Civil fraud and asset recovery specialist Alan Sheeley of Pinsent Masons, the law firm behind Out-Law.com, said new figures, which show that the value of reported fraud in the UK has now reached £2 billion, are sobering. However, he said it is likely that much greater levels of fraud goes unreported and that new data he has obtained serves to highlight that much of that money is never recovered.
Sheeley was commenting after accountancy firm BDO said levels of reported fraud in the UK had risen 31.5% in value in 2016 to reach a five-year high of £2bn.
According to the BDO figures, there were 504 cases of fraud worth over £50,000 reported in the UK in 2016, down from 519 cases the previous year. The average value of fraud reported in 2016 was £3.9 million.
BDO said a single £1bn case of VAT 'carousel fraud' helped to account for a 204.7% increase in fraud in the public sector, where the value of fraud reached £1.4bn alone, compared to £450.9m in 2015.
The firm said, though, that the financial services sector had seen a decrease in both the value and number of fraud cases in 2016. There were 58 cases of reported fraud in financial services totalling £214.9m last year, compared to 70 cases in 2015 where the value of fraud recorded was £567.2m, BDO said.
Kaley Crossthwaite, head of fraud at BDO, said, though, that "many high value complex fraud cases continue to be dealt with outside of the judicial system", and that the company's fraud findings were just "the tip of the iceberg" in respect of the true level of fraud in the UK.
Sheeley agreed, and pointed to other studies which indicate fraud levels are on a far greater scale, including University of Portsmouth research (36-page / 4.08MB PDF) which said that annual UK fraud losses could be as much as £193 billion.
Sheeley said that that research helps put in context the findings of a freedom of information (FOI) request he submitted late last year.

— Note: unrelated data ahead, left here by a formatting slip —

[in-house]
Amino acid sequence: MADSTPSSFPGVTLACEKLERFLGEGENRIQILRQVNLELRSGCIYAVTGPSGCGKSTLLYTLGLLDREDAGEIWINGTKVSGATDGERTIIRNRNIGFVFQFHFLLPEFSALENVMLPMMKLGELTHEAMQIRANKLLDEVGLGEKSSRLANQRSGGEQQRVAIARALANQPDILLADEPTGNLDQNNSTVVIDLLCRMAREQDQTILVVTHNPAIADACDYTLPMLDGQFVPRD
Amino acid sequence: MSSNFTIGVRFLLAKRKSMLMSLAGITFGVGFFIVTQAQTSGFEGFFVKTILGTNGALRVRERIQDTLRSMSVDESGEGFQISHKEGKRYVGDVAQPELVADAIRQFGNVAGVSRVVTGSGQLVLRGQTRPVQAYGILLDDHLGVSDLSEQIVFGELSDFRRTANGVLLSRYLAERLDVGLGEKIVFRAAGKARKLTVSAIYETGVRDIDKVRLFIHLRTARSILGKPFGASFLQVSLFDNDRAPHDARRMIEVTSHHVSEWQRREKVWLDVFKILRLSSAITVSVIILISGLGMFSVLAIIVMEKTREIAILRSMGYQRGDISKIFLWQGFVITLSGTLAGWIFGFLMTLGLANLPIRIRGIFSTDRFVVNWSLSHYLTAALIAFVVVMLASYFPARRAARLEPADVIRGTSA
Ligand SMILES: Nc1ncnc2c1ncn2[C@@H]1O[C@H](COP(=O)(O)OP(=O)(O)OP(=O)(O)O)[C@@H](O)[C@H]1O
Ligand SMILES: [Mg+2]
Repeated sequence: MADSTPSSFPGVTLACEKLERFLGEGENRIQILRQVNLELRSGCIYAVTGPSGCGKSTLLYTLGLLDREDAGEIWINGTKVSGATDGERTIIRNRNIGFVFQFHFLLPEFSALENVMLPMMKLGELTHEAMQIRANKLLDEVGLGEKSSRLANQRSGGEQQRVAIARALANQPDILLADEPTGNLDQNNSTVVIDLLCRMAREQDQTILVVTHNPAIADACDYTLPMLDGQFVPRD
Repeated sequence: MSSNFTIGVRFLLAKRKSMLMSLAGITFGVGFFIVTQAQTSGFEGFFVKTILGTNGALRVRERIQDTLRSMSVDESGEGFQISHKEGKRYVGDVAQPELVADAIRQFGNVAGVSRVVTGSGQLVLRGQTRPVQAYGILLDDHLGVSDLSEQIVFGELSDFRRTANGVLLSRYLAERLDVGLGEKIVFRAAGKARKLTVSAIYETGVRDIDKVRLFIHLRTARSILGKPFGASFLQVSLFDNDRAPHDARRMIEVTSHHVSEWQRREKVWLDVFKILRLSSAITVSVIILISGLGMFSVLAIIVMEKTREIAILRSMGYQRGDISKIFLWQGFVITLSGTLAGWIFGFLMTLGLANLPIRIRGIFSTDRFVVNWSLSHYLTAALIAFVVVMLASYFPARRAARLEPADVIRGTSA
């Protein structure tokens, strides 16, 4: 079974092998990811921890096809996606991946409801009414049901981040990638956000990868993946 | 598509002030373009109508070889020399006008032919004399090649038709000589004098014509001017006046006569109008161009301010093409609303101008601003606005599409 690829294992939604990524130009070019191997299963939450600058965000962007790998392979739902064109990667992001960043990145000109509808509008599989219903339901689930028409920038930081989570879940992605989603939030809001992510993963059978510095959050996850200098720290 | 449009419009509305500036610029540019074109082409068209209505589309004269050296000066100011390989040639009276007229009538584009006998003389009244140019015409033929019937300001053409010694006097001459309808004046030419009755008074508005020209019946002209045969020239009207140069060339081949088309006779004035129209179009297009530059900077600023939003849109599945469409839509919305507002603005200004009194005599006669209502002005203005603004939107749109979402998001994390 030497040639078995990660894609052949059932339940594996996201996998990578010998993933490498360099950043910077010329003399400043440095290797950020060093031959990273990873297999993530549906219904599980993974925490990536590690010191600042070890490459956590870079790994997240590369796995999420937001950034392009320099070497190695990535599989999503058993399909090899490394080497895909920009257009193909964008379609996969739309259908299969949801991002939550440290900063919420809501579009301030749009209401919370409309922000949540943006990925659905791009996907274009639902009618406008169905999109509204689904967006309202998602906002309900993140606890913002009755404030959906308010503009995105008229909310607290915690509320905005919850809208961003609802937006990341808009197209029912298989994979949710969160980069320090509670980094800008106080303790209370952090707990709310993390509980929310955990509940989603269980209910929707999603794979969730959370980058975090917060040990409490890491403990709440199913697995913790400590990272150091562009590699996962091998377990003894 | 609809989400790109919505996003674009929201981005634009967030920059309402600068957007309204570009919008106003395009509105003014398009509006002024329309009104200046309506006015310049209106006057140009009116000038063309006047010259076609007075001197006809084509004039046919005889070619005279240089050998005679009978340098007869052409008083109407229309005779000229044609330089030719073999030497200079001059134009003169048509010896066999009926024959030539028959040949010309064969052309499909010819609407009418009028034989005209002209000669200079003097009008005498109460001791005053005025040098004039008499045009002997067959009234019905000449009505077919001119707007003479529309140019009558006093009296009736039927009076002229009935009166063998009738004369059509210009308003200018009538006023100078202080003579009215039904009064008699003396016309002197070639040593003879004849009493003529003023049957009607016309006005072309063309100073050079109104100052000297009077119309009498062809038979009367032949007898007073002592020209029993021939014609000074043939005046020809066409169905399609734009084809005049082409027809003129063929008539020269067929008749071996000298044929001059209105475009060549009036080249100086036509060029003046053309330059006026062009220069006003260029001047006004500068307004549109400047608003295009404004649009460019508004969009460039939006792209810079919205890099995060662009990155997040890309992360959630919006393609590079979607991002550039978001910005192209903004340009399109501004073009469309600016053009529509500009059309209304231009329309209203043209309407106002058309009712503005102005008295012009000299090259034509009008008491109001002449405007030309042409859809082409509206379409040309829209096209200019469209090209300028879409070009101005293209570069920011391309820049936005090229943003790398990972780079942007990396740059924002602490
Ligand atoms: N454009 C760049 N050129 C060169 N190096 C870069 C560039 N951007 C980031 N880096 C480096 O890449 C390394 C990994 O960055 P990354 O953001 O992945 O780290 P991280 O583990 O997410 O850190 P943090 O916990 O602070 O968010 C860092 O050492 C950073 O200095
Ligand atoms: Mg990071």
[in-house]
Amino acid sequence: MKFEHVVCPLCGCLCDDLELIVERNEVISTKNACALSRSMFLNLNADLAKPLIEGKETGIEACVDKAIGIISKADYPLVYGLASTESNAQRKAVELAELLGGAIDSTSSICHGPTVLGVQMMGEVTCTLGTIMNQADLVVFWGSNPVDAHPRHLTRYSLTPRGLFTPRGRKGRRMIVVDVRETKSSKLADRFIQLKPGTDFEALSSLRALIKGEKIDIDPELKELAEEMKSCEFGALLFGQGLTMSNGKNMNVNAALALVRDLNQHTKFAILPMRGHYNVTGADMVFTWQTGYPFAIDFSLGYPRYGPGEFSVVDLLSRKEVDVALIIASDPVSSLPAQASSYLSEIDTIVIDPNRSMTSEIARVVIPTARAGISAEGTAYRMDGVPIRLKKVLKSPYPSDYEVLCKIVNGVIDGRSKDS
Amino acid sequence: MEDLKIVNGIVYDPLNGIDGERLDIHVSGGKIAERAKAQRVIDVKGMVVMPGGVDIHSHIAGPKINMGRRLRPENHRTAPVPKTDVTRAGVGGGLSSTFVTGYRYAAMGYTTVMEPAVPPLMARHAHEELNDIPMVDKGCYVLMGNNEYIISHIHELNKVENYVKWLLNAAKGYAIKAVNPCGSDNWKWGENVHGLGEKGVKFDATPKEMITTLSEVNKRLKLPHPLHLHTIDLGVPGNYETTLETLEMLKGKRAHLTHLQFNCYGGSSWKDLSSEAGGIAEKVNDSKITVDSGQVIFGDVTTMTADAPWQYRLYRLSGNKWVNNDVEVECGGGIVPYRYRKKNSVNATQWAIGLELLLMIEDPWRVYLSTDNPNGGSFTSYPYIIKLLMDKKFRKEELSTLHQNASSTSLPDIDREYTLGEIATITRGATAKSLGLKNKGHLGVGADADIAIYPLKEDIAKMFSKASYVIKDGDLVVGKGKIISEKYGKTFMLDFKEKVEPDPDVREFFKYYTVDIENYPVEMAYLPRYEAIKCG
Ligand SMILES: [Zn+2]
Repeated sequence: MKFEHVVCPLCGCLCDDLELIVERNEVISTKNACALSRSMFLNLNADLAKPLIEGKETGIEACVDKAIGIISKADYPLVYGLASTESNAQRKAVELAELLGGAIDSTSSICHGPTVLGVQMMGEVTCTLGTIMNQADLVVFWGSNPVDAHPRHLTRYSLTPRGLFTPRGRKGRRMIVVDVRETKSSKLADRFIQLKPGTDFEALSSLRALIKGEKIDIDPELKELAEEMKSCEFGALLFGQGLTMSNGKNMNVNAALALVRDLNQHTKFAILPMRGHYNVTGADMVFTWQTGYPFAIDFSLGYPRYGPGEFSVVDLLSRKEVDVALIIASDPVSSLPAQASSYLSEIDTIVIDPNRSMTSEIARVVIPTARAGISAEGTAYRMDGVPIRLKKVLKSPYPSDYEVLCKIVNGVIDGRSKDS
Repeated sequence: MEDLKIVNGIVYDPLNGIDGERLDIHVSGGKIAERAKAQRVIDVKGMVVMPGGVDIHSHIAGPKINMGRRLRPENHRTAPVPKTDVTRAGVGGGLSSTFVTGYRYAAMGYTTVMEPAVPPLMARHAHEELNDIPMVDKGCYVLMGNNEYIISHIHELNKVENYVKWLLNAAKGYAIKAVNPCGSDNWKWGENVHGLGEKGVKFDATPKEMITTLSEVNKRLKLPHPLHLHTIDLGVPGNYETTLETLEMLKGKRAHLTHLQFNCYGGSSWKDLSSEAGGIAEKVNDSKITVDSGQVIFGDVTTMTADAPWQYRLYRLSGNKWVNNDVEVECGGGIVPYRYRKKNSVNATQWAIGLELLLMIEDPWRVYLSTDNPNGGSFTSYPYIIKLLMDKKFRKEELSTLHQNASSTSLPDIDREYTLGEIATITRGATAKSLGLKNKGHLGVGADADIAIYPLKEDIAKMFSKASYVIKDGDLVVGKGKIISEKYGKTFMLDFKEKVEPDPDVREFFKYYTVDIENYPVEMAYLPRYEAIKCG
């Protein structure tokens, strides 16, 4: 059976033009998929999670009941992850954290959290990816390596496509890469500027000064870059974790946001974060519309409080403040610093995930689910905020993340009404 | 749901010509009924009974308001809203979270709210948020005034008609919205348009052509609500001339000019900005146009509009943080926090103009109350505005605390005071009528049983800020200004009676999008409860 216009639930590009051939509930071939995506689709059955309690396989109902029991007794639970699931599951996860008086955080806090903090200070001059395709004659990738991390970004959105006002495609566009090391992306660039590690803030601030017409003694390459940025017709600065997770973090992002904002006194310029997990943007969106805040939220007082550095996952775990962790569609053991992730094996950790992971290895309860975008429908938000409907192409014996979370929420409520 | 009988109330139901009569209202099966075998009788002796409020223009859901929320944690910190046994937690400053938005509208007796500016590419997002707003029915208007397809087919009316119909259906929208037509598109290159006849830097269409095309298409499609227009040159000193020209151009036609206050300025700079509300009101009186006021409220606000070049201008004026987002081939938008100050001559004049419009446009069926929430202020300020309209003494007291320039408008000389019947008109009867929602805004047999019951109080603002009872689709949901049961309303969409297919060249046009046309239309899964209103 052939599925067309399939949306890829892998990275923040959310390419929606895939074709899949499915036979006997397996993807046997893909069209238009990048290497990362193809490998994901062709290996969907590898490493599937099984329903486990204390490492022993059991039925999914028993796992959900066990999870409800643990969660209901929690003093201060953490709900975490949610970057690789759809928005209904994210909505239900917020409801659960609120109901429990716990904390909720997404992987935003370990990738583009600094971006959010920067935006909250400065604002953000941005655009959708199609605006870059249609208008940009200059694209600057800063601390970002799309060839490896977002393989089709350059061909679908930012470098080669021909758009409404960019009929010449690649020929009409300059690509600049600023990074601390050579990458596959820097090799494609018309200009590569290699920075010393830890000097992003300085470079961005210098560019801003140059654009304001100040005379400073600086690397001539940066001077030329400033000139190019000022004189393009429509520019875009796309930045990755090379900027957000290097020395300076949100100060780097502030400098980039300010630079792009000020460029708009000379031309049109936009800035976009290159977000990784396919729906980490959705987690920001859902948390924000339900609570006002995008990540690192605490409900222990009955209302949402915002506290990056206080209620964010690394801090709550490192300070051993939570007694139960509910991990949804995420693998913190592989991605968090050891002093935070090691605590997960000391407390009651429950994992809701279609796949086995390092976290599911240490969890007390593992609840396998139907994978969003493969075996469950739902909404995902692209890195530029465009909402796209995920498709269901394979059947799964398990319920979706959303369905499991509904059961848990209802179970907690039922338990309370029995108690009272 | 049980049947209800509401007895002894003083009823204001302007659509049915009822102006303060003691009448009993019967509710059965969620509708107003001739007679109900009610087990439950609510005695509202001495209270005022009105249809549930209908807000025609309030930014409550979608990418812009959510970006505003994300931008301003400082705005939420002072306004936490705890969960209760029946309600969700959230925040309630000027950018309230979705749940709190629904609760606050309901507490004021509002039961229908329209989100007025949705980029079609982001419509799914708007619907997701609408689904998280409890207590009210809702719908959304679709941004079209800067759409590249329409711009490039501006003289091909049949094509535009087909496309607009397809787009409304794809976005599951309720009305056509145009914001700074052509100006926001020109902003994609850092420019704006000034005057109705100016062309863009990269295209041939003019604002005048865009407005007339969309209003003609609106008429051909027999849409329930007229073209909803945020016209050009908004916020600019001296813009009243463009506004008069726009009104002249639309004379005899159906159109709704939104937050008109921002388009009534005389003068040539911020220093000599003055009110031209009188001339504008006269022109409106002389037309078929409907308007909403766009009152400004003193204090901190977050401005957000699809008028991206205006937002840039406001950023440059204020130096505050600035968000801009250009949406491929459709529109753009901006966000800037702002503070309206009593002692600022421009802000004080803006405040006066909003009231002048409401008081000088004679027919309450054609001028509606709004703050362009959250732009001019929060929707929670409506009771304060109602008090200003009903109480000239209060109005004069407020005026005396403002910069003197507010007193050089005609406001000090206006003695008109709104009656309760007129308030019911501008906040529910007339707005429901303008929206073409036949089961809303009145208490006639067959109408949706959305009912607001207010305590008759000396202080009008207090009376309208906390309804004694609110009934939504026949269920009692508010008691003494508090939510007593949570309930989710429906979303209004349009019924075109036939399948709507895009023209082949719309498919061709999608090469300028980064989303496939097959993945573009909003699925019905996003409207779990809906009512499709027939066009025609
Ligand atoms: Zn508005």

According to the data obtained from the Home Office, £1.2bn worth of assets which were defrauded was recovered in the period between April 2010 and March 2016. Sheeley said the number was "impressive" and "headline grabbing", but that it is a mere "drop in the ocean" when considered alongside the numbers from the University of Portsmouth research.
"It is even more worrying when you then drill into the £1.2bn number itself," Sheeley said. "Of that figure which was recovered, only approximately £153m was paid in compensation to victims. Cash forfeitures, at £246m, and tax, at £8.3m, accounted for some of the rest of the recoveries."
"Unless the criminal system becomes more dynamic and focused on repatriation of cash to victims, rather than focusing primarily on incarceration of fraudsters, people, and corporates, will continue to lose faith the criminal system," Sheeley said.
Businesses that wish to maximise their chances of recovering money they have been defrauded of should consider launching civil legal proceedings, he said.
"Through civil proceedings the victim has control and can focus directly on their primary concern and main goal – recovery of their money," Sheeley said. "Civil fraud solicitors can determine a strategy to achieve that goal. It is likely to require the use of the 'nuclear weapons' of the civil system, being search and seizure orders, freezing orders and disclosure orders. Such orders enable the victims to locate the money, freeze the money and then obtain the evidence to ultimately seek repatriation of the stolen money."
"None of these measures require police intervention and they can be deployed in a matter of days if not hours in some situations. However, speed is of the essence once the fraud is detected. Therefore, it is vital that victims contact civil fraud solicitors as soon as they detect the fraud to determine the correct strategy to maximise their chances of recovering their money," he said.